Originally Posted by pe1chl
You should not forget to mention that Microsoft goes to every possible effort to keep things compatible (sometimes making it more complex than it needs to be), thus Windows drivers tend to work for quite a long time. Only in a major release you need to update drivers, and even then not always.
On the other hand, open source developers (Linux, XF86/Xorg) find it rewarding to break the entire driver interface at each and every patchlevel. [...]
They probably think they can force manufacturers to give up and release the source to be done with it, but in cases where this does not happen they only hit the users (of Linux) with it.
Well not quite. The Linux folks have made the conscious decision long ago that if something wasn't made Just Right[tm], they'll redo it, and compatibility be damned. In a sense, it's rather good, as things are clean, easy to work on, and lead to a lot less security-related issues. On the other hand, you're right, Microsoft goes out of their way to make things compatible with previous OSes.
Long ago, I maintained the DR-DOS kernel. Let me tell you, the code was a horror story. It had special cases all over the place, assembly blocks to reproduce faulty behavious previous versions had, so this-or-that program didn't break, it needed several assemblers and several C compilers (16 or 17 total iirc) to build, because some compilers didn't place undocumented data structures where popular programs that didn't follow the API were looking for them, etc etc... The last versions of this thing was just gross and impossible to maintain. If Linux people decided to go this way, I'd be worried. Even Microsoft is breaking the habit I think.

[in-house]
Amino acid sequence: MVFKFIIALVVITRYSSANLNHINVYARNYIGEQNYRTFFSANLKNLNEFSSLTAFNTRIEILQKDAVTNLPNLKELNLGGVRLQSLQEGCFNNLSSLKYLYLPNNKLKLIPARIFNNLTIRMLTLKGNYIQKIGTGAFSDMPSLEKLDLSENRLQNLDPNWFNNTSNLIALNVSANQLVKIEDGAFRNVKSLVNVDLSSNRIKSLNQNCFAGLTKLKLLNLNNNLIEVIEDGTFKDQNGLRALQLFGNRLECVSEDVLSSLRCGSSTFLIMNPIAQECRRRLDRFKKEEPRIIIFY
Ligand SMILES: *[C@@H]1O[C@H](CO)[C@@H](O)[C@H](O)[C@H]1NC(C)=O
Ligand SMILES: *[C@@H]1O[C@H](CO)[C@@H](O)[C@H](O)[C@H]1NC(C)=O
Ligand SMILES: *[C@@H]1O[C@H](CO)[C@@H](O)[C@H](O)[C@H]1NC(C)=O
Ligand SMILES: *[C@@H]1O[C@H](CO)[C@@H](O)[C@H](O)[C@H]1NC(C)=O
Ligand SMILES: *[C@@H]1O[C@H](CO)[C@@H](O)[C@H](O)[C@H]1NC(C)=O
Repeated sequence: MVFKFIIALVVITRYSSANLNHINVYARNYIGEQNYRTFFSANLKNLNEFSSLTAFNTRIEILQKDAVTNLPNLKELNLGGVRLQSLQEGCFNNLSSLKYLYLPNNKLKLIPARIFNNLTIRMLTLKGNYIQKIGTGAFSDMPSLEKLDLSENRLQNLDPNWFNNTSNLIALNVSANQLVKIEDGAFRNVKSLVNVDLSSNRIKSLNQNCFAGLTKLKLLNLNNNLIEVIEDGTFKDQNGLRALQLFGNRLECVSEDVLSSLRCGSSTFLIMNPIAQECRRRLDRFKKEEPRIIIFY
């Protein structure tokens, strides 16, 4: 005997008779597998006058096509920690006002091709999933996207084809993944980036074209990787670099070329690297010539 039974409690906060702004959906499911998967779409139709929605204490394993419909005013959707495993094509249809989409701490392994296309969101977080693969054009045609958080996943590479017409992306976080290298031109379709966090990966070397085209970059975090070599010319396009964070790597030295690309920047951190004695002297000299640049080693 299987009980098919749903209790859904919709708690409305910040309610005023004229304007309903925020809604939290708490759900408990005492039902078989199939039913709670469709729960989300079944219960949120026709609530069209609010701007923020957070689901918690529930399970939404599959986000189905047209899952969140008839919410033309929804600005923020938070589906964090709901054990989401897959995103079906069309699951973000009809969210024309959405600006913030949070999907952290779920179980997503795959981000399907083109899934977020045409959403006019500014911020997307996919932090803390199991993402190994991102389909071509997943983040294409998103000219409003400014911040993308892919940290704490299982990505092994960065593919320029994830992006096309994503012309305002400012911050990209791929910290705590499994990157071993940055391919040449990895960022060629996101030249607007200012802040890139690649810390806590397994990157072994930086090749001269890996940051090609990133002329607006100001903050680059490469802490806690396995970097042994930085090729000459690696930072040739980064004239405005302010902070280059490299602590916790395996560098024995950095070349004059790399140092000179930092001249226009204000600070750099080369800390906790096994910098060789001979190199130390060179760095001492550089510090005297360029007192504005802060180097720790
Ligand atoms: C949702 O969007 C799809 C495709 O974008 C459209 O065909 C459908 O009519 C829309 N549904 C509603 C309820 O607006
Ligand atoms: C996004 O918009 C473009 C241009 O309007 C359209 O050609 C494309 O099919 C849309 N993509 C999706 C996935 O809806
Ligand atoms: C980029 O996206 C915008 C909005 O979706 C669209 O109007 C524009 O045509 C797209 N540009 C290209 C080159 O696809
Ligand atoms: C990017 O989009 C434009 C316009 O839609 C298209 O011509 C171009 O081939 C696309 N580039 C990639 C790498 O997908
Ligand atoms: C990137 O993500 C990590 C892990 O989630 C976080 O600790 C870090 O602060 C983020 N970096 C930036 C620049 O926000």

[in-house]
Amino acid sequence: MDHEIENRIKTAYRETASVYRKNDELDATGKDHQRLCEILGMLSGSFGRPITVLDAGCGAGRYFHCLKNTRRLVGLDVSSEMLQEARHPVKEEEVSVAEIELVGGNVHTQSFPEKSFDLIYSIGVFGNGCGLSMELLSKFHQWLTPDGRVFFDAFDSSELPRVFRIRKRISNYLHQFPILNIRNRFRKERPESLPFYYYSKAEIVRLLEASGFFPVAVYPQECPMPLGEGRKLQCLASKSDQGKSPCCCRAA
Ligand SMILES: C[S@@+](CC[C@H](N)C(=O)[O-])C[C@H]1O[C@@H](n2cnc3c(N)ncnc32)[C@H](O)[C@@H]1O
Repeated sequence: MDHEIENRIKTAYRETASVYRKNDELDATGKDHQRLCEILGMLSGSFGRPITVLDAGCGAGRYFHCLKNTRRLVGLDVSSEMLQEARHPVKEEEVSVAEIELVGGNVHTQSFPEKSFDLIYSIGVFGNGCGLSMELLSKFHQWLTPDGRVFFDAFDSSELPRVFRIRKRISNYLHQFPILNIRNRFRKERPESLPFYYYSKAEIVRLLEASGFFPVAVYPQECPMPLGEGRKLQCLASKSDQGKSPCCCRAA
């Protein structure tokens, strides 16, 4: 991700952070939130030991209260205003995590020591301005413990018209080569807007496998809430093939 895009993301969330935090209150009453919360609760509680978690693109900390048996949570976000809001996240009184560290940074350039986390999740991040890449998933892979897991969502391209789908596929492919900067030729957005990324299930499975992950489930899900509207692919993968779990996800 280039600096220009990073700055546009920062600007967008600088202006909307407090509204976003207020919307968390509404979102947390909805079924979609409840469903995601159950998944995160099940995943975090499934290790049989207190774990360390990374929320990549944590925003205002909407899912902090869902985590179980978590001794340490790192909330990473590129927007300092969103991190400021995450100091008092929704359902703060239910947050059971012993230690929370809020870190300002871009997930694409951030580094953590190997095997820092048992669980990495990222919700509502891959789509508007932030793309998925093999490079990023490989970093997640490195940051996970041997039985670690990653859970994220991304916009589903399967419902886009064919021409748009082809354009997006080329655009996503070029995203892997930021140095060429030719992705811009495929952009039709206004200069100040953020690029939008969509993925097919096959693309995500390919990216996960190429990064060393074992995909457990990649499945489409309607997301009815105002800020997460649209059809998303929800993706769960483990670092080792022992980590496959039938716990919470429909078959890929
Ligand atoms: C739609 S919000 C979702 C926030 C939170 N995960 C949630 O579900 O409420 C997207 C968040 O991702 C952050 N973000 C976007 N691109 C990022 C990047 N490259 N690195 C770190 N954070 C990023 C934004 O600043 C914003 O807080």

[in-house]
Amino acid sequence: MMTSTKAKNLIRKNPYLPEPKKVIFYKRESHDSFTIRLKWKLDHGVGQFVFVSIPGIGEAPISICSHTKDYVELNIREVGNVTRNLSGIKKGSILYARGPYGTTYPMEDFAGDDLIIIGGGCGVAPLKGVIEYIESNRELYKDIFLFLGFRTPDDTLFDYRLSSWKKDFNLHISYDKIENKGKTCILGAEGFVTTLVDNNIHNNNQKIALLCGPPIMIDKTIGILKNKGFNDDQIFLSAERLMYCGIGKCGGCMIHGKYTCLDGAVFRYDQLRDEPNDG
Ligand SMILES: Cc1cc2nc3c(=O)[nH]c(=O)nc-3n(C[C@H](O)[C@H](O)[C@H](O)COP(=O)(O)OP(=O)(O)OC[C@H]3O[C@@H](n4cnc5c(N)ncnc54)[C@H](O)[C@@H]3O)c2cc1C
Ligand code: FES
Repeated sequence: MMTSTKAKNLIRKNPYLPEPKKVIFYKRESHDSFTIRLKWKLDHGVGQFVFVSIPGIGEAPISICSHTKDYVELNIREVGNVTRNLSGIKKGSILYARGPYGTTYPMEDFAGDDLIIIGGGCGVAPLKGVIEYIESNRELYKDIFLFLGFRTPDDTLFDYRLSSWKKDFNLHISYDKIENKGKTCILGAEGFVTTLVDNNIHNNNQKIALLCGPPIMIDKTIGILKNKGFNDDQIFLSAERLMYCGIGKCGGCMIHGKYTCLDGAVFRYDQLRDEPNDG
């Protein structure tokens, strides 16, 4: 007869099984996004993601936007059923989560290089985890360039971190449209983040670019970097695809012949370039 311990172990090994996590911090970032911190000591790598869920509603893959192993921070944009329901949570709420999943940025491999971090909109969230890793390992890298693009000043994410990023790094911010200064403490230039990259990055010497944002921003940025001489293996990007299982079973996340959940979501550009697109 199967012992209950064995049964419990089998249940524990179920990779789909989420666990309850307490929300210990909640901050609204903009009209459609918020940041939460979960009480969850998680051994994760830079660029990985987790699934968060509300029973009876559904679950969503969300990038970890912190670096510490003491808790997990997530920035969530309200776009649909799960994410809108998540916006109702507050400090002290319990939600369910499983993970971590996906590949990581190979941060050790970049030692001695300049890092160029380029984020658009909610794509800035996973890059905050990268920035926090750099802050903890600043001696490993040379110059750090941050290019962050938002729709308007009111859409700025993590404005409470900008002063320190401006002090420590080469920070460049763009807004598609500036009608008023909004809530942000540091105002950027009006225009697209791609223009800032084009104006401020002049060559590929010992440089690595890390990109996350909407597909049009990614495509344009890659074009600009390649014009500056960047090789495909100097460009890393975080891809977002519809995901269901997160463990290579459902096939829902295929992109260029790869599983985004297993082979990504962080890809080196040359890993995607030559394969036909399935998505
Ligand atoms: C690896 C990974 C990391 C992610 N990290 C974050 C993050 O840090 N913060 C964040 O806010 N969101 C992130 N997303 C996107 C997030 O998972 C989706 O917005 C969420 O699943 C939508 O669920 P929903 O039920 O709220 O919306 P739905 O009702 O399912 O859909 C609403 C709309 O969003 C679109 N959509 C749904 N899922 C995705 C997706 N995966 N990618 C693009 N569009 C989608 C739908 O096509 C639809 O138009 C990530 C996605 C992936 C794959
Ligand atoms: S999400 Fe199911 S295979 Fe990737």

But the point is, if nVidia (or any other manufacturer that puts out closed source drivers) want to do Linux, then they need to bite the bullet and accept that they'll have 10x more maintenance work than on the Windows platform. imho, nVidia isn't doing too badly, I mean they follow the 2.6 serie close enough that the driver almost always builds on the latest kernels, but they don't seem to address bugs that have been outstanding for months or years, and they don't talk much to the community. I'm inclined to believe that the guys who do the Linux work at nVidia are understaffed and they honestly do their best, but it's still a shame that nVidia doesn't put more resources on F/OSS platforms.
I guess what I'm saying is, if people buy nVidia cards because they've read it's supported under Linux, then nVidia should do all it takes to fully support the driver under Linux, and not just do a half-assed effort, otherwise they shouldn't do it at all. These Linux folks are also customers who paid for their hardware, and customers don't like to be left out in the cold.